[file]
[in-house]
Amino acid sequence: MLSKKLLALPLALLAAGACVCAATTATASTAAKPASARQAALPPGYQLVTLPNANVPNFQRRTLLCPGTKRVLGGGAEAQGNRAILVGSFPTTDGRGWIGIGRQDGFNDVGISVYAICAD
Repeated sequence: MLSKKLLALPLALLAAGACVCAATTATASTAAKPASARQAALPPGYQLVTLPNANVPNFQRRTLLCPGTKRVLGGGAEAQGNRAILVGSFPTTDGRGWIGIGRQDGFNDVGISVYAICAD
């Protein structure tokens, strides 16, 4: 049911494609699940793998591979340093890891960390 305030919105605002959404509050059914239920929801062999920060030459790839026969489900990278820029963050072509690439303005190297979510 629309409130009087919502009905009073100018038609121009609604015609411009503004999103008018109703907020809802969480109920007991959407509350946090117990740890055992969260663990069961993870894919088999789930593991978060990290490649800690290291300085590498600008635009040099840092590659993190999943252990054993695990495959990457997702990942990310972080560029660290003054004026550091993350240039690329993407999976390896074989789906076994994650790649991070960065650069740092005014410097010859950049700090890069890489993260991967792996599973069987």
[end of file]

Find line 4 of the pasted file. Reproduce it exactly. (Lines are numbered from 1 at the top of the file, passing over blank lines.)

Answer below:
């Protein structure tokens, strides 16, 4: 049911494609699940793998591979340093890891960390 305030919105605002959404509050059914239920929801062999920060030459790839026969489900990278820029963050072509690439303005190297979510 629309409130009087919502009905009073100018038609121009609604015609411009503004999103008018109703907020809802969480109920007991959407509350946090117990740890055992969260663990069961993870894919088999789930593991978060990290490649800690290291300085590498600008635009040099840092590659993190999943252990054993695990495959990457997702990942990310972080560029660290003054004026550091993350240039690329993407999976390896074989789906076994994650790649991070960065650069740092005014410097010859950049700090890069890489993260991967792996599973069987």